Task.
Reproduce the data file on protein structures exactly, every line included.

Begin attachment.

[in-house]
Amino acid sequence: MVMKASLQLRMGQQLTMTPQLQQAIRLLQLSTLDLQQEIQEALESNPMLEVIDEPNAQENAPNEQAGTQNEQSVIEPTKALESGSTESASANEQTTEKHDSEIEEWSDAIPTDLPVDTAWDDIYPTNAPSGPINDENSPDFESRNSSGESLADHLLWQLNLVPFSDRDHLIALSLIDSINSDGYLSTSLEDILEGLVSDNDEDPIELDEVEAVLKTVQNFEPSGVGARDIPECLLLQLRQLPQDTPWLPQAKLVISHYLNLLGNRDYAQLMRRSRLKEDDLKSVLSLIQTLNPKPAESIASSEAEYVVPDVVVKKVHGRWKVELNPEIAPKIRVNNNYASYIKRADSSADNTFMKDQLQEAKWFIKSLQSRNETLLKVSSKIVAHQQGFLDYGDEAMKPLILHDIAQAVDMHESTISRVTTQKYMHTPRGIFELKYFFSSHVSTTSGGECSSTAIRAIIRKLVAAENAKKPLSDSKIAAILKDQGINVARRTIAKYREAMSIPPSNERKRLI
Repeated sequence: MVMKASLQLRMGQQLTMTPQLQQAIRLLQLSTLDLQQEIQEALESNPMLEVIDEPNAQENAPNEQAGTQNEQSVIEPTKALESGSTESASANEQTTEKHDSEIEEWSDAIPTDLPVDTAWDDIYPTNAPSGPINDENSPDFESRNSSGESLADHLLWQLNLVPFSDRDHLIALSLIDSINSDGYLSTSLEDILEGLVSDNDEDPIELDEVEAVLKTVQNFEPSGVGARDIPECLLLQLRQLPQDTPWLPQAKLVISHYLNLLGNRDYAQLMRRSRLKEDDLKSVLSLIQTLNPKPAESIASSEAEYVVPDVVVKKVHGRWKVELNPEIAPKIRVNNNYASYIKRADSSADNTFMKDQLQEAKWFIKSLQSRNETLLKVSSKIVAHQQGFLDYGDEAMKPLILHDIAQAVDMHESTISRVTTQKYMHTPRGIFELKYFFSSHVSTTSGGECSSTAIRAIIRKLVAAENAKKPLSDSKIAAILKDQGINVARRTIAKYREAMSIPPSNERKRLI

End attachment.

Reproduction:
[in-house]
Amino acid sequence: MVMKASLQLRMGQQLTMTPQLQQAIRLLQLSTLDLQQEIQEALESNPMLEVIDEPNAQENAPNEQAGTQNEQSVIEPTKALESGSTESASANEQTTEKHDSEIEEWSDAIPTDLPVDTAWDDIYPTNAPSGPINDENSPDFESRNSSGESLADHLLWQLNLVPFSDRDHLIALSLIDSINSDGYLSTSLEDILEGLVSDNDEDPIELDEVEAVLKTVQNFEPSGVGARDIPECLLLQLRQLPQDTPWLPQAKLVISHYLNLLGNRDYAQLMRRSRLKEDDLKSVLSLIQTLNPKPAESIASSEAEYVVPDVVVKKVHGRWKVELNPEIAPKIRVNNNYASYIKRADSSADNTFMKDQLQEAKWFIKSLQSRNETLLKVSSKIVAHQQGFLDYGDEAMKPLILHDIAQAVDMHESTISRVTTQKYMHTPRGIFELKYFFSSHVSTTSGGECSSTAIRAIIRKLVAAENAKKPLSDSKIAAILKDQGINVARRTIAKYREAMSIPPSNERKRLI
Repeated sequence: MVMKASLQLRMGQQLTMTPQLQQAIRLLQLSTLDLQQEIQEALESNPMLEVIDEPNAQENAPNEQAGTQNEQSVIEPTKALESGSTESASANEQTTEKHDSEIEEWSDAIPTDLPVDTAWDDIYPTNAPSGPINDENSPDFESRNSSGESLADHLLWQLNLVPFSDRDHLIALSLIDSINSDGYLSTSLEDILEGLVSDNDEDPIELDEVEAVLKTVQNFEPSGVGARDIPECLLLQLRQLPQDTPWLPQAKLVISHYLNLLGNRDYAQLMRRSRLKEDDLKSVLSLIQTLNPKPAESIASSEAEYVVPDVVVKKVHGRWKVELNPEIAPKIRVNNNYASYIKRADSSADNTFMKDQLQEAKWFIKSLQSRNETLLKVSSKIVAHQQGFLDYGDEAMKPLILHDIAQAVDMHESTISRVTTQKYMHTPRGIFELKYFFSSHVSTTSGGECSSTAIRAIIRKLVAAENAKKPLSDSKIAAILKDQGINVARRTIAKYREAMSIPPSNERKRLI